Monday, February 4, 2013

Franz Kafka @ A Taste of Honey

His Life and Work:  Franz Kafka (3 July 1883 – 3 June 1924) was a German-language writer of novels and short stories, regarded by critics as one of the most influential authors of the 20th century. Kafka strongly influenced genres such as existentialism.

His works, such as "Die Verwandlung" ("The Metamorphosis"), Der Process (The Trial), and Das Schloss (The Castle), are filled with the themes and archetypes of alienation, physical and psychological brutality, parent–child conflict, characters on a terrifying quest, and mystical transformations.

Kafka's writing has inspired the term "Kafkaesque", used to describe concepts and situations reminiscent of his work, particularly Der Process and "Die Verwandlung". Examples include instances in which people are overpowered by bureaucracies, often in a surreal, nightmarish milieu which evokes feelings of senselessness, disorientation, and helplessness.

Characters in a Kafkaesque setting often lack a clear course of action to escape the situation. Kafkaesque elements often appear in existential works, but the term has transcended the literary realm to apply to real-life occurrences and situations that are incomprehensibly complex, bizarre, or illogical.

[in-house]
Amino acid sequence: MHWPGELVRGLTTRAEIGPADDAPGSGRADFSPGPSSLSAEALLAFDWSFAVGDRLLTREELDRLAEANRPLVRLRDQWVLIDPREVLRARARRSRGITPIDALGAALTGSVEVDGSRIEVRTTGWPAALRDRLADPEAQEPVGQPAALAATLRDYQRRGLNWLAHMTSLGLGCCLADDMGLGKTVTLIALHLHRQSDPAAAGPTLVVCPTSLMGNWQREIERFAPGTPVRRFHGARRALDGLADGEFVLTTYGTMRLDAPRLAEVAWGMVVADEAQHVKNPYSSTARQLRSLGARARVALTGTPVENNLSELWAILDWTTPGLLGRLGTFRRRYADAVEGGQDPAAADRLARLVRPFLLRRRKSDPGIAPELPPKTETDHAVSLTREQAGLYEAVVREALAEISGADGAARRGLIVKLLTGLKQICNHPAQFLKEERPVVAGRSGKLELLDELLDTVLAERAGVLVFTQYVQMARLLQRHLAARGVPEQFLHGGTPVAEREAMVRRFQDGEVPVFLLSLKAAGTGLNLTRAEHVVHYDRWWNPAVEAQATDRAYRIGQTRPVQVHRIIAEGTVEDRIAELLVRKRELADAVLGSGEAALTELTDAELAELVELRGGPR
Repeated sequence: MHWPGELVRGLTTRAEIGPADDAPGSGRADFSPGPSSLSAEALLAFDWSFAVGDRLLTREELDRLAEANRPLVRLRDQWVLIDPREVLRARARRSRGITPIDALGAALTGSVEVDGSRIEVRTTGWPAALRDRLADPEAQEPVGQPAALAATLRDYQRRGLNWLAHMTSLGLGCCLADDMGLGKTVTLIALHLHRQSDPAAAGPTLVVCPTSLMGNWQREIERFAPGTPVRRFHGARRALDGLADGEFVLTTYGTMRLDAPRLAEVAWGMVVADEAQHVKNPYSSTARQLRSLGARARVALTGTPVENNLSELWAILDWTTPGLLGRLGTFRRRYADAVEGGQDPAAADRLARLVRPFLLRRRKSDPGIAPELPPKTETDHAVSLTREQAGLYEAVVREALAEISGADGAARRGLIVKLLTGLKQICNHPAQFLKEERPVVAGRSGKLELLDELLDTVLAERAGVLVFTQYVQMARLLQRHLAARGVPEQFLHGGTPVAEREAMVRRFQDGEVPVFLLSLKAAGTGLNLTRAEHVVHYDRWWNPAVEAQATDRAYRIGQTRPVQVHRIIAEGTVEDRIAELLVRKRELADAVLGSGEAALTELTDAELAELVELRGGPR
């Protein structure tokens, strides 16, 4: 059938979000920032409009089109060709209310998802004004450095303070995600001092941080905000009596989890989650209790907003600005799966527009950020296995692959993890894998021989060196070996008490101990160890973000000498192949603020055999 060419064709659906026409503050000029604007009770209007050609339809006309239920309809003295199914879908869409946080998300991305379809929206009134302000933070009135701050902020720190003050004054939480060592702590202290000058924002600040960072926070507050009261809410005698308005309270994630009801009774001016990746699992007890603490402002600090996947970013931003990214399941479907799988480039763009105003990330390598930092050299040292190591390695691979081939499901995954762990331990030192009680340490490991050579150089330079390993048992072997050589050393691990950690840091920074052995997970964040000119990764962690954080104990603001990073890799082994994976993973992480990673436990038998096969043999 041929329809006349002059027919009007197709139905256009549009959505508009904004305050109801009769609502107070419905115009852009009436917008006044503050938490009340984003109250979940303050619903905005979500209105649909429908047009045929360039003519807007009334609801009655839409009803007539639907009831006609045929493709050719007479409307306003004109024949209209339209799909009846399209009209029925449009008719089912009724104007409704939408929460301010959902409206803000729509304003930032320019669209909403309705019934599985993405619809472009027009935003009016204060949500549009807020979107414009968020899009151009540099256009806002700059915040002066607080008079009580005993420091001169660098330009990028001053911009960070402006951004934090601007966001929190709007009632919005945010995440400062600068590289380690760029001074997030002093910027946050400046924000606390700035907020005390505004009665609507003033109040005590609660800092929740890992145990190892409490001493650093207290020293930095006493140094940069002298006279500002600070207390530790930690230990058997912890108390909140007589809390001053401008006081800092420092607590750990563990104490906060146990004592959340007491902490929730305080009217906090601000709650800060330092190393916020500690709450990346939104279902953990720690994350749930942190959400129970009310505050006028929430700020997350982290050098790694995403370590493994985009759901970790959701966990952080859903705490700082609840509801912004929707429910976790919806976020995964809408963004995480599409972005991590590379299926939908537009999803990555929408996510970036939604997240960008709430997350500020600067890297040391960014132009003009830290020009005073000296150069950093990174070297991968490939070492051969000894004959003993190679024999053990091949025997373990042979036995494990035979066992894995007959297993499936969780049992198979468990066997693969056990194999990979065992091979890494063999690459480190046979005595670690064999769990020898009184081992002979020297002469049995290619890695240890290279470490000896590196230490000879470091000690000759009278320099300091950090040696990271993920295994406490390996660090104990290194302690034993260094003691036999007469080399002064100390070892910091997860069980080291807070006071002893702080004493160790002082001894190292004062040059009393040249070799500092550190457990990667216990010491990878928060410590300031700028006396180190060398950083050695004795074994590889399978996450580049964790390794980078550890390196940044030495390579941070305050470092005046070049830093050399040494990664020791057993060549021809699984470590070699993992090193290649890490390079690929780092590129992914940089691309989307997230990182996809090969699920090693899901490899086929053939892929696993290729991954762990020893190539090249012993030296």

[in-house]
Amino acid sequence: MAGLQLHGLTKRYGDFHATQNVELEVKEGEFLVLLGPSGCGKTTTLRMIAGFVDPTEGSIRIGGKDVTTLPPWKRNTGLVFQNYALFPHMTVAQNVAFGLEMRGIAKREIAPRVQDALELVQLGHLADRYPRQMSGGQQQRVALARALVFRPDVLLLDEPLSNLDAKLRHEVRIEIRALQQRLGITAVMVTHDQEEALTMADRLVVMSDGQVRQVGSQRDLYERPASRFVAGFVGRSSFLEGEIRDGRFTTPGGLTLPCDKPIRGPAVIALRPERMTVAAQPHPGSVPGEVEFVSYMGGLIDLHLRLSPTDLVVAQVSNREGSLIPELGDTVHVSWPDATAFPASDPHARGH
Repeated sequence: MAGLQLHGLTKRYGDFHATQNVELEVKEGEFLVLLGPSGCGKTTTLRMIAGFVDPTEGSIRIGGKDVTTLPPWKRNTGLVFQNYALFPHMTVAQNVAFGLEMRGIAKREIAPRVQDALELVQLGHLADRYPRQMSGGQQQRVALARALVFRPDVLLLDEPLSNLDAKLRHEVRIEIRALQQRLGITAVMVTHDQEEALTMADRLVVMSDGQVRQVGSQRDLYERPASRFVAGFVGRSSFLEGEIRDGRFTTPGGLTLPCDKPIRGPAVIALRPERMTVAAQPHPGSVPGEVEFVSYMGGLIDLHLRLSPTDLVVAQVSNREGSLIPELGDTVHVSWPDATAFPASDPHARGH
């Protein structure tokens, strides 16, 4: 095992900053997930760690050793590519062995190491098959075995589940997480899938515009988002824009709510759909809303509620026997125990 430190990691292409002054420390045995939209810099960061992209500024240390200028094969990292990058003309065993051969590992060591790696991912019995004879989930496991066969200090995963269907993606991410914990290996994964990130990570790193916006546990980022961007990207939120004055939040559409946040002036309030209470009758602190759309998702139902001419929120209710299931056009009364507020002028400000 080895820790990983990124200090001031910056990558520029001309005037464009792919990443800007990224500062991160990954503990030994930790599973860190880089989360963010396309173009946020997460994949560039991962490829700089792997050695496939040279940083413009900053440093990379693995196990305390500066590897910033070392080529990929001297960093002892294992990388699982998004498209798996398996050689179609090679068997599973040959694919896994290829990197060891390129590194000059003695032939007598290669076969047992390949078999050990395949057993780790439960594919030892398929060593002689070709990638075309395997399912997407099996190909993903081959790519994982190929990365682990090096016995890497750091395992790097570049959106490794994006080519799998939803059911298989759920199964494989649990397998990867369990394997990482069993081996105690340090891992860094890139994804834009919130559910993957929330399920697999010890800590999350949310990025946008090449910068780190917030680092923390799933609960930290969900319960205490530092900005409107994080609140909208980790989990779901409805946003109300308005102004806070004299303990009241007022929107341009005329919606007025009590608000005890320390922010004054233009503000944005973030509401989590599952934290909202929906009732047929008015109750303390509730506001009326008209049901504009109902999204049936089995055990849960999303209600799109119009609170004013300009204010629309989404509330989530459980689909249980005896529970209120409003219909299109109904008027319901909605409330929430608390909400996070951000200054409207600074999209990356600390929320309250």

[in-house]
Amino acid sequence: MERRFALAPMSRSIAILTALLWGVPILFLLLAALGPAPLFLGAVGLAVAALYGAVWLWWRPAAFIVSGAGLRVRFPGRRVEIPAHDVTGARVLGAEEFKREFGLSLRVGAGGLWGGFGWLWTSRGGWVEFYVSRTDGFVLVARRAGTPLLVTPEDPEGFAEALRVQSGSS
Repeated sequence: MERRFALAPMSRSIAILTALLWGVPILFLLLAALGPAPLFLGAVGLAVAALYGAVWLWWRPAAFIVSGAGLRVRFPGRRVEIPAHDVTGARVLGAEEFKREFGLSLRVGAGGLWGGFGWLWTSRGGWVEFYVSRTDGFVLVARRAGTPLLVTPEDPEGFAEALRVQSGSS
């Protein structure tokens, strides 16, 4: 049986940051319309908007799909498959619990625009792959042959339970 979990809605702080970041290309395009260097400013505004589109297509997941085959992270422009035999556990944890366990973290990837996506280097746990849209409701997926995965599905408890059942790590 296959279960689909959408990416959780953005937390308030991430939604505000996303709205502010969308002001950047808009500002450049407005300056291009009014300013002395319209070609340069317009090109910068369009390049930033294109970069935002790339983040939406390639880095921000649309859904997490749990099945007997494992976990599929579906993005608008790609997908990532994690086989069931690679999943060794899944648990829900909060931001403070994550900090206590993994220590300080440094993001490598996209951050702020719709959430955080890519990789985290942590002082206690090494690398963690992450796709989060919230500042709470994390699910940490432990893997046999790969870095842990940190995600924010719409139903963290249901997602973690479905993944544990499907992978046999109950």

Sarah Egelman, of the School of Communications, Humanities & Social Sciences at CNM, reacquaints us with Franz Kafka in her upcoming class at A Taste of Honey.
Sarah says:
This one hour mini-course will present the life and work of writer Franz Kafka paying particular attention to the German and Czech social climate and the pressure to assimilate into European society even as life became increasingly culturally difficult for Jews.  The literature of Kafka reflects not only his own personal struggles with familial expectations, career satisfaction, romantic relationships, poor health and the passion for creativity but also the tense situation he and other Jews found themselves in in the late 19th and early 20th century. 
Franz Kafka is best known for "The Metamorphosis" but his legacy includes  many other short stories, several compelling novels,and  a collection of parables  as well as posthumously published letters and diaries.  I hope this lecture will inspire people to read (or re-read) the works of Kafka with the ability to understand the context in which he created his groundbreaking work.
If you do not find this topic fascinating - there are 17 other classes to choose from - plus Cantor Ellen Dreskin!

See you at

or at another Abq Jew Palooza! event!

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